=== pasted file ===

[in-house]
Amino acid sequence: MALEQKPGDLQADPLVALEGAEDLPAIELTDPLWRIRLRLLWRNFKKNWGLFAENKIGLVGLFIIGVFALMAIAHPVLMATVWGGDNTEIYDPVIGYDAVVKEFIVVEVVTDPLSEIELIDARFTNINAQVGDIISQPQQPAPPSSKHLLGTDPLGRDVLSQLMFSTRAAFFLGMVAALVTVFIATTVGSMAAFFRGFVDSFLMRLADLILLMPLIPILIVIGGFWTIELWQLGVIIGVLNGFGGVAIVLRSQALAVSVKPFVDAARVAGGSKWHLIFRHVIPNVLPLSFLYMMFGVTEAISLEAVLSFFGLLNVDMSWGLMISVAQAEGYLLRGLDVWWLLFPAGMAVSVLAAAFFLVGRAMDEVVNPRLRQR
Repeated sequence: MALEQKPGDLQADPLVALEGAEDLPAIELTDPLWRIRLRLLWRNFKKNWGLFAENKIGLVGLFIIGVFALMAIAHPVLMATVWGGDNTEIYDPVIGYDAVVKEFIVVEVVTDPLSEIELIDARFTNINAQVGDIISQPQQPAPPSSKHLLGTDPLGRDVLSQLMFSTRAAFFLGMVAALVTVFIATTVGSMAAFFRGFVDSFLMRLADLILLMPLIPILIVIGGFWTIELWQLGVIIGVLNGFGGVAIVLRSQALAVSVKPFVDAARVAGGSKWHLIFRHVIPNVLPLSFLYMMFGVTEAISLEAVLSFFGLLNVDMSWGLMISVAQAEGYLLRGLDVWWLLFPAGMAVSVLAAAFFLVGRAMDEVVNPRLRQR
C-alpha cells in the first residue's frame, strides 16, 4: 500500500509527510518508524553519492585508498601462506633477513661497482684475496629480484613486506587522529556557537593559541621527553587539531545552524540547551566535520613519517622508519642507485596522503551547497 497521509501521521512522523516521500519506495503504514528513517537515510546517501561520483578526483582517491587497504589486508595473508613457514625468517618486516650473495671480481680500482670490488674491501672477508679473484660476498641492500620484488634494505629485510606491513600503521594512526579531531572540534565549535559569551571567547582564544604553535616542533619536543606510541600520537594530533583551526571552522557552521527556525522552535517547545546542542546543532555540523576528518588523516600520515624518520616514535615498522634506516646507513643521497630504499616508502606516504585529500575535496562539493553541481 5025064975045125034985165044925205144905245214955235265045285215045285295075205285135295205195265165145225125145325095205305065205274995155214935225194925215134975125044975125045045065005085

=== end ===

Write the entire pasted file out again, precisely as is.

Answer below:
[in-house]
Amino acid sequence: MALEQKPGDLQADPLVALEGAEDLPAIELTDPLWRIRLRLLWRNFKKNWGLFAENKIGLVGLFIIGVFALMAIAHPVLMATVWGGDNTEIYDPVIGYDAVVKEFIVVEVVTDPLSEIELIDARFTNINAQVGDIISQPQQPAPPSSKHLLGTDPLGRDVLSQLMFSTRAAFFLGMVAALVTVFIATTVGSMAAFFRGFVDSFLMRLADLILLMPLIPILIVIGGFWTIELWQLGVIIGVLNGFGGVAIVLRSQALAVSVKPFVDAARVAGGSKWHLIFRHVIPNVLPLSFLYMMFGVTEAISLEAVLSFFGLLNVDMSWGLMISVAQAEGYLLRGLDVWWLLFPAGMAVSVLAAAFFLVGRAMDEVVNPRLRQR
Repeated sequence: MALEQKPGDLQADPLVALEGAEDLPAIELTDPLWRIRLRLLWRNFKKNWGLFAENKIGLVGLFIIGVFALMAIAHPVLMATVWGGDNTEIYDPVIGYDAVVKEFIVVEVVTDPLSEIELIDARFTNINAQVGDIISQPQQPAPPSSKHLLGTDPLGRDVLSQLMFSTRAAFFLGMVAALVTVFIATTVGSMAAFFRGFVDSFLMRLADLILLMPLIPILIVIGGFWTIELWQLGVIIGVLNGFGGVAIVLRSQALAVSVKPFVDAARVAGGSKWHLIFRHVIPNVLPLSFLYMMFGVTEAISLEAVLSFFGLLNVDMSWGLMISVAQAEGYLLRGLDVWWLLFPAGMAVSVLAAAFFLVGRAMDEVVNPRLRQR
C-alpha cells in the first residue's frame, strides 16, 4: 500500500509527510518508524553519492585508498601462506633477513661497482684475496629480484613486506587522529556557537593559541621527553587539531545552524540547551566535520613519517622508519642507485596522503551547497 497521509501521521512522523516521500519506495503504514528513517537515510546517501561520483578526483582517491587497504589486508595473508613457514625468517618486516650473495671480481680500482670490488674491501672477508679473484660476498641492500620484488634494505629485510606491513600503521594512526579531531572540534565549535559569551571567547582564544604553535616542533619536543606510541600520537594530533583551526571552522557552521527556525522552535517547545546542542546543532555540523576528518588523516600520515624518520616514535615498522634506516646507513643521497630504499616508502606516504585529500575535496562539493553541481 5025064975045125034985165044925205144905245214955235265045285215045285295075205285135295205195265165145225125145325095205305065205274995155214935225194925215134975125044975125045045065005085